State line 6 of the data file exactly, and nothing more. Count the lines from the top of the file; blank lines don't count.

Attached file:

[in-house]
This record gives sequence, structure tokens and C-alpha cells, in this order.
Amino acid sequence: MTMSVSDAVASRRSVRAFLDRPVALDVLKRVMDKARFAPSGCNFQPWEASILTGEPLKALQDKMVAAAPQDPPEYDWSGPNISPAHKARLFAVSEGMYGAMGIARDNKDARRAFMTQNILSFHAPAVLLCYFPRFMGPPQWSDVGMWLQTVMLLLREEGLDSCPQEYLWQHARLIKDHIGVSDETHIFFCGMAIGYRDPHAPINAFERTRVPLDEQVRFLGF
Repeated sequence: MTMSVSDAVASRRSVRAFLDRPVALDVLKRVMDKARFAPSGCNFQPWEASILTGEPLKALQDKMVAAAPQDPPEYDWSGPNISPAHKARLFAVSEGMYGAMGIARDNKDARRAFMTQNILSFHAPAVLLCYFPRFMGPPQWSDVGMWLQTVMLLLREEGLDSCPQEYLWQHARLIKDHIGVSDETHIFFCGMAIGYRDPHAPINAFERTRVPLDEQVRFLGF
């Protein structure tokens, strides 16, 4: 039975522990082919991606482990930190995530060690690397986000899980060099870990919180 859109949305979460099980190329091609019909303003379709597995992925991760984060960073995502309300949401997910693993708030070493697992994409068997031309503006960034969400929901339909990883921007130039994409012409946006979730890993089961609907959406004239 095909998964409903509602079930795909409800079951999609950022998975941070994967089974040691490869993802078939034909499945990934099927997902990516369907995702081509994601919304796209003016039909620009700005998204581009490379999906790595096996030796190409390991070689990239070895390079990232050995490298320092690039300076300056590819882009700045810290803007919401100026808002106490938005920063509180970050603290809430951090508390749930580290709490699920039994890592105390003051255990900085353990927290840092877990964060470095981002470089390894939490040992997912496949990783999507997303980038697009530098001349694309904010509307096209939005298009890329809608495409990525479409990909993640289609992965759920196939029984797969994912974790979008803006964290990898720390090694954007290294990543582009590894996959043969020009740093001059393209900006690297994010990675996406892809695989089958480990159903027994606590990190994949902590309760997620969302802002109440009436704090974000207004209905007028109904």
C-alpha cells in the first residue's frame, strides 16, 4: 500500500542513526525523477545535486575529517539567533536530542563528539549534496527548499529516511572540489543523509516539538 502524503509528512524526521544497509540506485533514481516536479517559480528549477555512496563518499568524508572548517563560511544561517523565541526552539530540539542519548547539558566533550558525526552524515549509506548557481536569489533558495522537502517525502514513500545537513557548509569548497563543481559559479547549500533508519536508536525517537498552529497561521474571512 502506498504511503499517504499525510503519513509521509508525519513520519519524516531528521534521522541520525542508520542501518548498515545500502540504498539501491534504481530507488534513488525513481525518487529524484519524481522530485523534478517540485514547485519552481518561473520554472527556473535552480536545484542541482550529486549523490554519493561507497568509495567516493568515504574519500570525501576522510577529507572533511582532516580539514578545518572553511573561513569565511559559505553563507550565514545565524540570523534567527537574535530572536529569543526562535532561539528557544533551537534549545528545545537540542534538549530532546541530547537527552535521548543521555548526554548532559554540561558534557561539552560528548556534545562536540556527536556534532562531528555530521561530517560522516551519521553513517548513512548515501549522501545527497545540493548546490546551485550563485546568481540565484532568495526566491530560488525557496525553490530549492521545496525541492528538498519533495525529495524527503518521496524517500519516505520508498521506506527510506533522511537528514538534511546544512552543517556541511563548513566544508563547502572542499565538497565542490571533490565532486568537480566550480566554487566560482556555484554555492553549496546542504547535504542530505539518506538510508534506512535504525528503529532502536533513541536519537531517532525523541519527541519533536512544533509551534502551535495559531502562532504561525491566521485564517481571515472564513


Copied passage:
C-alpha cells in the first residue's frame, strides 16, 4: 500500500542513526525523477545535486575529517539567533536530542563528539549534496527548499529516511572540489543523509516539538 502524503509528512524526521544497509540506485533514481516536479517559480528549477555512496563518499568524508572548517563560511544561517523565541526552539530540539542519548547539558566533550558525526552524515549509506548557481536569489533558495522537502517525502514513500545537513557548509569548497563543481559559479547549500533508519536508536525517537498552529497561521474571512 502506498504511503499517504499525510503519513509521509508525519513520519519524516531528521534521522541520525542508520542501518548498515545500502540504498539501491534504481530507488534513488525513481525518487529524484519524481522530485523534478517540485514547485519552481518561473520554472527556473535552480536545484542541482550529486549523490554519493561507497568509495567516493568515504574519500570525501576522510577529507572533511582532516580539514578545518572553511573561513569565511559559505553563507550565514545565524540570523534567527537574535530572536529569543526562535532561539528557544533551537534549545528545545537540542534538549530532546541530547537527552535521548543521555548526554548532559554540561558534557561539552560528548556534545562536540556527536556534532562531528555530521561530517560522516551519521553513517548513512548515501549522501545527497545540493548546490546551485550563485546568481540565484532568495526566491530560488525557496525553490530549492521545496525541492528538498519533495525529495524527503518521496524517500519516505520508498521506506527510506533522511537528514538534511546544512552543517556541511563548513566544508563547502572542499565538497565542490571533490565532486568537480566550480566554487566560482556555484554555492553549496546542504547535504542530505539518506538510508534506512535504525528503529532502536533513541536519537531517532525523541519527541519533536512544533509551534502551535495559531502562532504561525491566521485564517481571515472564513